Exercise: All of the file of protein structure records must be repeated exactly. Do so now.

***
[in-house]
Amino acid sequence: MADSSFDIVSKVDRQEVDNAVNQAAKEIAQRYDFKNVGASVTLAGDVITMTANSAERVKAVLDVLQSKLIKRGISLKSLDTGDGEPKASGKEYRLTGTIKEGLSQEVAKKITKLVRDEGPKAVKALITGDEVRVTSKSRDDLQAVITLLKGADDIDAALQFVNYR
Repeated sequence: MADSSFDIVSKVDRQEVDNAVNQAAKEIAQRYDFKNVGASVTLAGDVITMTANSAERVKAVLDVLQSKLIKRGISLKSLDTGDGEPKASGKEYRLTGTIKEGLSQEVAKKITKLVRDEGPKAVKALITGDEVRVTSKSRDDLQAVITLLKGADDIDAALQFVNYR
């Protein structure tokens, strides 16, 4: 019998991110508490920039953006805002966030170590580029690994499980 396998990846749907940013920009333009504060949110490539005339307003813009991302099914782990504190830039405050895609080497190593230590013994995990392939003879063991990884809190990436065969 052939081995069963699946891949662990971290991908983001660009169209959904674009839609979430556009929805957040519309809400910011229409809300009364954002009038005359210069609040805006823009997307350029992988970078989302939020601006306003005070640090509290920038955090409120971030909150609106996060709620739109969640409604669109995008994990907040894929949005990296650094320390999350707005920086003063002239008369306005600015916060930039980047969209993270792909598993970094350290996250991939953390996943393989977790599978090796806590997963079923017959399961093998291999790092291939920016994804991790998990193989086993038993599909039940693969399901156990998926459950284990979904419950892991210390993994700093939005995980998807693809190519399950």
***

[in-house]
Amino acid sequence: MADSSFDIVSKVDRQEVDNAVNQAAKEIAQRYDFKNVGASVTLAGDVITMTANSAERVKAVLDVLQSKLIKRGISLKSLDTGDGEPKASGKEYRLTGTIKEGLSQEVAKKITKLVRDEGPKAVKALITGDEVRVTSKSRDDLQAVITLLKGADDIDAALQFVNYR
Repeated sequence: MADSSFDIVSKVDRQEVDNAVNQAAKEIAQRYDFKNVGASVTLAGDVITMTANSAERVKAVLDVLQSKLIKRGISLKSLDTGDGEPKASGKEYRLTGTIKEGLSQEVAKKITKLVRDEGPKAVKALITGDEVRVTSKSRDDLQAVITLLKGADDIDAALQFVNYR
């Protein structure tokens, strides 16, 4: 019998991110508490920039953006805002966030170590580029690994499980 396998990846749907940013920009333009504060949110490539005339307003813009991302099914782990504190830039405050895609080497190593230590013994995990392939003879063991990884809190990436065969 052939081995069963699946891949662990971290991908983001660009169209959904674009839609979430556009929805957040519309809400910011229409809300009364954002009038005359210069609040805006823009997307350029992988970078989302939020601006306003005070640090509290920038955090409120971030909150609106996060709620739109969640409604669109995008994990907040894929949005990296650094320390999350707005920086003063002239008369306005600015916060930039980047969209993270792909598993970094350290996250991939953390996943393989977790599978090796806590997963079923017959399961093998291999790092291939920016994804991790998990193989086993038993599909039940693969399901156990998926459950284990979904419950892991210390993994700093939005995980998807693809190519399950």